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Far From Meetings, Evictees Ask Region for Help

Nearly 200 families were moved here from the city, following a forced eviction at Borei Keila, a Phnom Penh neighborhood slated for development by the company Phan Imex.

Far from the Asean ministerial meetings underway on Monday, victims of forced evictions in Cambodia say they need regional leaders to help enforce human rights.

At a squalid relocation camp at Phnom Bath mountain, where many displaced families live in poverty, Nhim Sopha, 29, told VOA Khmer she needs Asean’s leaders “to help solve the problems, so that I can have a plot of land.”

Nhim Sopha, who is a widow with one child, said she was forcibly evicted with around 300 families from the Phnom Penh neighborhood of Borei Keila earlier this year. They were brought by truck to this desolate mountain location, 50 kilometers from the city.

A piece of land, she said, “would be enough for me, and then I’ll demand nothing else.”

Rights advocates say the ongoing forced evictions of rural and urban Cambodians goes against the “spirit” of Asean. Cambodia is hosting an Asean summit in Phnom Penh, with the leaders of all 10 countries expected to meet on Tuesday.

The site at Phnom Bath lacks clean water, electricity, schools and health facilities. The displaced here say they are vulnerable to heavy winds and rainstorms, and they fear poisonous snakes and insects.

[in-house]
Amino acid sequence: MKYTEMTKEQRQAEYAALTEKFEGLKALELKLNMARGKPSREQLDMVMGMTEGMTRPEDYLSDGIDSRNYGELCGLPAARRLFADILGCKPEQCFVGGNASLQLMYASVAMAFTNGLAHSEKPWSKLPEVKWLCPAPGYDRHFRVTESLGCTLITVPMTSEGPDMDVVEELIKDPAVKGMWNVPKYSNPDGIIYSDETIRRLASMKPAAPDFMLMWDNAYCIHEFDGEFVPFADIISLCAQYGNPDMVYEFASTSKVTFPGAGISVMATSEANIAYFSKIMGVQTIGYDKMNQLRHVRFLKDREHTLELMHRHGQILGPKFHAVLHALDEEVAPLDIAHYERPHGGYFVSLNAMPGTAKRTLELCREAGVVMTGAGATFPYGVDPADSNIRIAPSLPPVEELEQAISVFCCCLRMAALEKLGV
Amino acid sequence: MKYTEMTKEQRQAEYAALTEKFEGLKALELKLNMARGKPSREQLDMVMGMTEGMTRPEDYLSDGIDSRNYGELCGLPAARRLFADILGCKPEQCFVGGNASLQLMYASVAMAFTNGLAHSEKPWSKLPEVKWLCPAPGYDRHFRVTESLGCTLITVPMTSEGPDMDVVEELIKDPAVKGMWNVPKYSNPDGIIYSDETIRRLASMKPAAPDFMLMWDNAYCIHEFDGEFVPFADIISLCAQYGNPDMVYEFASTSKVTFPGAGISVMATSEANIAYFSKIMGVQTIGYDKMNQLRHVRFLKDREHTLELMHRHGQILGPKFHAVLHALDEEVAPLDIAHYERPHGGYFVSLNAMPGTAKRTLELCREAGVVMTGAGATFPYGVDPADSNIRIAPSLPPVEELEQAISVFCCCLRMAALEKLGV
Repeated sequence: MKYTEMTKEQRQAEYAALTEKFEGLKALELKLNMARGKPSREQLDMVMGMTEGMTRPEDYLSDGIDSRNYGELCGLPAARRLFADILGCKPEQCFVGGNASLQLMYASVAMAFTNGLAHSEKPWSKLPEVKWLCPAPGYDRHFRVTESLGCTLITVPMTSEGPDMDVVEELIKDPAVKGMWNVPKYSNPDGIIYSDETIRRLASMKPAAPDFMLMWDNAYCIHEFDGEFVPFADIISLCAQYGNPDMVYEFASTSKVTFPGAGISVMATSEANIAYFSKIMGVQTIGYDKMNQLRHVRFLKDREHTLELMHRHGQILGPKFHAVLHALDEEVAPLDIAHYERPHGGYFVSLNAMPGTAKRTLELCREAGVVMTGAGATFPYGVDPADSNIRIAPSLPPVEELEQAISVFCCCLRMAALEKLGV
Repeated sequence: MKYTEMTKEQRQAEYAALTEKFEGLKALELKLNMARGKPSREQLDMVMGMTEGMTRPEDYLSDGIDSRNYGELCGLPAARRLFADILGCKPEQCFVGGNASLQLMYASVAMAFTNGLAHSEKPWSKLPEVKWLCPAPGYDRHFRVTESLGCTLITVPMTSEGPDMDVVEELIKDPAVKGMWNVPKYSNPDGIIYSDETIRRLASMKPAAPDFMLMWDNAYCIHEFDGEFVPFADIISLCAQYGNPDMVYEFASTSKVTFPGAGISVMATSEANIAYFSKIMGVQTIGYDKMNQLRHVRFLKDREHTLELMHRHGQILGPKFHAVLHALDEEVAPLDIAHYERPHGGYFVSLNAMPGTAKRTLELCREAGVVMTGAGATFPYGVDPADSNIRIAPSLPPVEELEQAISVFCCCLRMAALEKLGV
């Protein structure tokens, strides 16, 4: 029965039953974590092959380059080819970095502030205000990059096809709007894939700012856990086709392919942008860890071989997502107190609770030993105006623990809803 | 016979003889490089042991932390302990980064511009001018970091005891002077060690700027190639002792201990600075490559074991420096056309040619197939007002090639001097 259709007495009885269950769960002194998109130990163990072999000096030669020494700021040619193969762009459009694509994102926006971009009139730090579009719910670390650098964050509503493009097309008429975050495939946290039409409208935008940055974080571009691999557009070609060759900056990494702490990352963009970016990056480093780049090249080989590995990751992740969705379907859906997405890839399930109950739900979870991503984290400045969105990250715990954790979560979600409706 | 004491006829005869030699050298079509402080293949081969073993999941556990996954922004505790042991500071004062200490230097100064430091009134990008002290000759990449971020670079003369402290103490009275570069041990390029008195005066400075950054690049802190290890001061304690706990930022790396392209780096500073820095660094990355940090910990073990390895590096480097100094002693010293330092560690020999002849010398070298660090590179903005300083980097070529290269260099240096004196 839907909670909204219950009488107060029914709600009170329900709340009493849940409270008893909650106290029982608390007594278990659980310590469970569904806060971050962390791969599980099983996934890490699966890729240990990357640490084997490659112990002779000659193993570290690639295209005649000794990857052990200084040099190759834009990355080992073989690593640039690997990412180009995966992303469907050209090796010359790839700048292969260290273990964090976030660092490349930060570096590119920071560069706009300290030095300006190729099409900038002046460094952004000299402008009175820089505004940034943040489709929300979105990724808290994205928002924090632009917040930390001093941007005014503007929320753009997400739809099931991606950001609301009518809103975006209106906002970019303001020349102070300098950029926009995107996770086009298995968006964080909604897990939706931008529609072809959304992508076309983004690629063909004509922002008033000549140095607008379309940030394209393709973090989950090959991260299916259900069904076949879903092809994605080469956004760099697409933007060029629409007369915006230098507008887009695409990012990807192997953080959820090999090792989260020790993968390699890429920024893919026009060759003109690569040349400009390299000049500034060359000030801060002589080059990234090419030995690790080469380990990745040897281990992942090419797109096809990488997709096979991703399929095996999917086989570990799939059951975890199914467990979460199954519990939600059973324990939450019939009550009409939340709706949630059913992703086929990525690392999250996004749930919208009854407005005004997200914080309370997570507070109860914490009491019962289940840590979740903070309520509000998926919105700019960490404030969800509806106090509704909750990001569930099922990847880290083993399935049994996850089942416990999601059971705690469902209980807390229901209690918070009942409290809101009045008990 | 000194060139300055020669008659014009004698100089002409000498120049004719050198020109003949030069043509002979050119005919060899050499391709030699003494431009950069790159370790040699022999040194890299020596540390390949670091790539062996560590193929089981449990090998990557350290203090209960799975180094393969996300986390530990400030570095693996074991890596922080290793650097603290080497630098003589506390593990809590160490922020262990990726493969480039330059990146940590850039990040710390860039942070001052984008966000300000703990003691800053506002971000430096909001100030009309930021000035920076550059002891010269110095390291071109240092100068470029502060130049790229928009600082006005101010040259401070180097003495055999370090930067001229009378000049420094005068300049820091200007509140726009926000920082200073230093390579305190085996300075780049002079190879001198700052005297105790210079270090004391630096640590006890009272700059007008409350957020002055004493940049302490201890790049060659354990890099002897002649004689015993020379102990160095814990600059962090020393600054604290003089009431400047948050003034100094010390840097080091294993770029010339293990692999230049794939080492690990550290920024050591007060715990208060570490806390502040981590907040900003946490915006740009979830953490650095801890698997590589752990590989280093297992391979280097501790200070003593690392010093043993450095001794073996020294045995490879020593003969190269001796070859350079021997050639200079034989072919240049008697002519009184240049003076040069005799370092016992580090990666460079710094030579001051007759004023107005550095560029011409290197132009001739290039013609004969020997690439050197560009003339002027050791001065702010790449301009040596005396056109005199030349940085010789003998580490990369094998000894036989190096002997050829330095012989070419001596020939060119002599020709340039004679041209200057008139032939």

“I would like to ask all the ministers to help all the people here, whether they are inside or outside tents, who are in miserable conditions,” Sin Vanny, who is 70 years old and was among the Borei Keila evictees, told VOA Khmer.

Residents from the neighborhood have had little success in getting their complaints heard, despite protests in the city and requests for help from the administration of Prime Minister Hun Sen, Cambodia’s parliament and foreign embassies.

Sia Phearum, director of the Human Rights Task Force, a housing rights advocacy group, said Cambodia’s role as head of Asean should compel it to be a role model for other member nations.

“This seems like a small issue, so it is not necessary for other Asean nations to step in,” he said. “Doing so would embarrass Cambodia. So now the government should solve the problem for the people quickly, so that they won’t have to wait and won’t protest, because this won’t make a good image for Cambodia as chair of Asean.”

Some evictees believe Asean can do little for them.

Chay Kimhorn, 33, who was forced from Borei Keila but refused to move to the relocation site, said the government is not likely to bring up such issues at a regional forum.

“They’ll raise only the development of new buildings and so on,” she said. “I don’t think they know how miserably we are living these days, because we talk to all the media and they simply ignore us.”